This Advent hundreds of people have joined together in a commitment to praying the Angelus as special preparation for the coming of Christmas. In many ways, the Angelus is the perfect Advent prayer. Its words focus our minds and hearts on the Incarnation and take us on a journey with Mary from the Annunciation to the Nativity. What better way to celebrate Advent each day than in praying the Angelus?
Yet, the Angelus is a new devotion to so many young Catholics today, including me. Years ago, almost every Catholic knew of and prayed the Angelus. Bells would ring at dawn, noon, and dusk at the nearby church and people would stop everything and begin praying, “The Angel of the Lord declared unto Mary . . . and she conceived of the Holy Spirit.”
My first encounter with the Angelus came on a pilgrimage to Rome ten years ago just a week before the start of Advent. After a long, overnight flight to Rome, we attended Mass at St. Peter’s Basilica then joined a crowd of thousands gathered in the square to listen to the Pope’s Angelus address and pray together. When the Holy Father finished his message and began the prayer, I had no idea what to do. I was teaching theology at a Catholic high school at the time, but I am sad to admit that I had never in my life prayed the Angelus.
It wasn’t until a few years later as a 3rd grade catechist that I began to pray this wonderful devotion myself. Our associate pastor at the time came in at the beginning of Advent in 2012 to teach my students about praying the Angelus. He made the case for it being the perfect prayer for the season of Advent. I decided to try it out and four years later it has become the cornerstone of my devotional life and something I do along with my family every day. My hope is that it will become essential to the days of all Catholics worldwide once again as it was in centuries past.
An Angelus History
The history of the Angelus is a little difficult to trace. We know for sure that the origins of the prayer were fairly simple. It was popular among lay Catholics in the Middle Ages to pray three Hail Marys each day. This triple Hail Mary has been recommended by many different saints throughout history including St. Bonaventure, St. Louis de Montfort, St. Alphonsus Liguori, and St. Josemaría Escrivá.
In the fourteenth century the three Hail Marys became the common way for lay people to participate in evening prayer. Since people were mostly illiterate and unable to follow along with the Divine Office, they could say the Hail Mary three times to end their days. At some point during the next two centuries the three Hail Marys were supplemented by the words of the Angelus prayer which we have today. Bells rang from the church towers to remind all people to join in praying the Angelus to remember the Annunciation and to celebrate Christ’s presence among us.
Why Pray the Angelus during Advent?
This year I started an initiative at AdventAngelus.com as a part of a dream to spread the Angelus worldwide once again. My mission has been to invite people to join me and hundreds others who have made particular commitment to praying the Angelus during Advent.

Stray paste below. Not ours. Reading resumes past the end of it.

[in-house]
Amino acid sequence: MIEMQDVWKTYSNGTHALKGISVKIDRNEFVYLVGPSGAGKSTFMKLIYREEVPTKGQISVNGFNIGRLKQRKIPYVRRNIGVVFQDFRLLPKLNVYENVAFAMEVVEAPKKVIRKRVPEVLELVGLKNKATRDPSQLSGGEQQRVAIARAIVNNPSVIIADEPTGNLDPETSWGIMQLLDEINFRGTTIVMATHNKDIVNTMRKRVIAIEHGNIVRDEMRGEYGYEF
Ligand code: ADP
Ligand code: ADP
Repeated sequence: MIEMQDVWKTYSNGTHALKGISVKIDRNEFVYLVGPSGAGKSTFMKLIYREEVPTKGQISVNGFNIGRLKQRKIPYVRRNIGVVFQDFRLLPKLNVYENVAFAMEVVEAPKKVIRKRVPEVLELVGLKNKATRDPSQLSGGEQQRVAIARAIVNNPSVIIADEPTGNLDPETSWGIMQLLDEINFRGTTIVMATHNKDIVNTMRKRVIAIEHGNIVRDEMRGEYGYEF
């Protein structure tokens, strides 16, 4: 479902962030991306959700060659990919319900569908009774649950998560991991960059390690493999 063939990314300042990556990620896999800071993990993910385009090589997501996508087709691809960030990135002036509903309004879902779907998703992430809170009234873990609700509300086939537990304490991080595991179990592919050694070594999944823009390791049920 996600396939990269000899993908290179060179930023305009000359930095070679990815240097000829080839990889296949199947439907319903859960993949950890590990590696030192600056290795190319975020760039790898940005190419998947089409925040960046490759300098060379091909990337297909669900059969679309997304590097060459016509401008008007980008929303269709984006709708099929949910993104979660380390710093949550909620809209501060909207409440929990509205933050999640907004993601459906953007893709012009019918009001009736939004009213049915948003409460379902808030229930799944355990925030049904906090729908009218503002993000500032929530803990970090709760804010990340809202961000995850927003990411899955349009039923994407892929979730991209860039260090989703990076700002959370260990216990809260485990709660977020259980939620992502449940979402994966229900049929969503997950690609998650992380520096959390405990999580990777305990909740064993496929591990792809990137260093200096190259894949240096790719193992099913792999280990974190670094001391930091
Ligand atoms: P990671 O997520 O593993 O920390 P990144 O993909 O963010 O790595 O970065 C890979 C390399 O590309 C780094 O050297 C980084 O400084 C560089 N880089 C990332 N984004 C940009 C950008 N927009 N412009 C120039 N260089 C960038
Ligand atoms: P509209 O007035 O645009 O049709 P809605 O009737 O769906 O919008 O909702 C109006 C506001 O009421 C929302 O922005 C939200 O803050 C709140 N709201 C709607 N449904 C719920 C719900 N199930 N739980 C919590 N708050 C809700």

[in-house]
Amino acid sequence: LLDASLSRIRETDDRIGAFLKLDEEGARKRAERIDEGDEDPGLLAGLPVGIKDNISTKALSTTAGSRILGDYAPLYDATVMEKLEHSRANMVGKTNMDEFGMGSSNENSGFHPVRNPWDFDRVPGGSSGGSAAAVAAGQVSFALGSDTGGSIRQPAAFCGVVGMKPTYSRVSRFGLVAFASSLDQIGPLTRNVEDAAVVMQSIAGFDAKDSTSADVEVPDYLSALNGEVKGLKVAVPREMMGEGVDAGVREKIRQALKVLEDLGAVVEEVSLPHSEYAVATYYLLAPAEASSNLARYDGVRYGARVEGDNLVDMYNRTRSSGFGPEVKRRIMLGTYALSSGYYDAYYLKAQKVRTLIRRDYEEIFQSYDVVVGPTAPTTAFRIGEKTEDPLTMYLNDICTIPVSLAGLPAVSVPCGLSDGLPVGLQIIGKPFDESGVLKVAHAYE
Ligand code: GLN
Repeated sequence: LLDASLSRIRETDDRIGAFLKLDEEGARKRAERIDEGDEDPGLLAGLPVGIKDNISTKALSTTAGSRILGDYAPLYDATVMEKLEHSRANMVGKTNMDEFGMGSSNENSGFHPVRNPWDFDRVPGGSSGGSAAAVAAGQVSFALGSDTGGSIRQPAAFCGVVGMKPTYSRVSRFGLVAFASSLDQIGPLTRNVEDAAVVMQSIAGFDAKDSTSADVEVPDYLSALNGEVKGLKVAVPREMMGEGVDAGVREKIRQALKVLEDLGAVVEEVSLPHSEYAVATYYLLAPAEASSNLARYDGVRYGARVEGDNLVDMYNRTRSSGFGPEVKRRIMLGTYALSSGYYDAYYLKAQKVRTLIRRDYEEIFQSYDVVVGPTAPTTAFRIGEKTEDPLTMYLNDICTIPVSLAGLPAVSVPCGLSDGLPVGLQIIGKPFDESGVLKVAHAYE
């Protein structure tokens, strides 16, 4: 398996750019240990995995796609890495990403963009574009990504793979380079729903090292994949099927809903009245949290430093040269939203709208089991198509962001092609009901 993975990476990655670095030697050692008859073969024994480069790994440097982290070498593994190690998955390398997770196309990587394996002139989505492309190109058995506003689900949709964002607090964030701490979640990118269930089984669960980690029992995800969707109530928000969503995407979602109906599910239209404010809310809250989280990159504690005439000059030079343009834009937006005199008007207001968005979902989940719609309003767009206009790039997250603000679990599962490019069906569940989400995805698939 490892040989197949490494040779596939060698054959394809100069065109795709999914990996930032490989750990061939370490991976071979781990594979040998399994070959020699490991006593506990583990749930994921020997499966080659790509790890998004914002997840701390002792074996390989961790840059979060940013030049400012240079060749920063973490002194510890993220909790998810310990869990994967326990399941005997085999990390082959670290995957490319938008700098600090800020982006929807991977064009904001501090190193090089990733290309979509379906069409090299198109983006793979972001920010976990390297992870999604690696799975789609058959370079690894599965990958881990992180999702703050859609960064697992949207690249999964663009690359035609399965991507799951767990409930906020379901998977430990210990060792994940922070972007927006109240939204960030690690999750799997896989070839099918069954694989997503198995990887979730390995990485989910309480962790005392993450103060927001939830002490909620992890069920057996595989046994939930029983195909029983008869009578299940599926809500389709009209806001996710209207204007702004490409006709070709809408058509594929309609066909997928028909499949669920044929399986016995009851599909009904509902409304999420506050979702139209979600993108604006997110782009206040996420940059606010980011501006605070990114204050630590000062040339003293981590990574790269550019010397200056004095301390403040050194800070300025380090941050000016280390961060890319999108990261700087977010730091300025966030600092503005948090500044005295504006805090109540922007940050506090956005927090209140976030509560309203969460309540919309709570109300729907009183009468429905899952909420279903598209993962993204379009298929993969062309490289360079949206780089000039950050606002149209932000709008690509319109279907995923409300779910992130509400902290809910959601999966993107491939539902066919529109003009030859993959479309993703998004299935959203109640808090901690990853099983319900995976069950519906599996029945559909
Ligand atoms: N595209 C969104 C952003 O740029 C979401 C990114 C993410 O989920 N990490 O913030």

It is, of course, more than just an Advent prayer. We pray the Angelus throughout the entire year (except for the season of Easter when it is replaced in our daily devotion by the Regina Caeli). Yet, praying it now during this season of preparation for the coming of the Lord at Christmas gives it a special meaning in our lives.
There are a lot of ways to prepare for Christmas. There are Advent devotional books and now many daily Advent video series. There is the Jesse Tree to help us retell the stories of Jesus’ ancestors. And there is, of course, the Advent wreath that helps us mark each new Sunday leading up to Christmas. For me and many others, though, the Angelus has been a very important devotion during Advent as well.
The Angelus pinpoints some essential moments in Salvation History just as the weekly and daily Advent readings do. The words of the prayer remind us of the Annunciation and Mary’s “yes” to the Angel Gabriel, which undid Eve’s “no” to God in the Garden of Eden. We remember the Incarnation and end the prayer with a reminder of Christ’s Death and Resurrection.
In the Angelus we look to Mary as the supreme example of holiness. We echo her words and take on her holy disposition as “handmaid of the Lord” with an openness to letting God’s will be done in our lives. We recognize just as we do in the season of Christmas that Jesus is Emmanuel, God-is-with-us, present here on earth. God is not far off and uninvolved. He is here among us even today.
The words of the Angelus orient us toward the Incarnation. They help us recognize and reflect on the importance of Christ’s presence on earth and in our hearts. Yet, they do more than just remind us of these important truths. In praying the Angelus we realize the Lord’s presence in our hearts at this very moment in the very place that we pray. In a sense we enact through our prayer what we are called to reflect on during our Advent journeys. We stop everything three times each day and proclaim that God is here, present among us even today.
As the journey of Advent continues and we look toward Bethlehem and the Nativity of Christ, may we prepare our hearts in a special way to walk with the Virgin Mary, Mother of God, through this prayer. May we, through praying the Angelus during this Advent season, truly recognize the importance of the coming of Christ into the world and into our lives.
Jared Dees is an author of Praying the Angelus (2017). He is also the founder of The Religion Teacher website and the AdventAngelus.com initiative.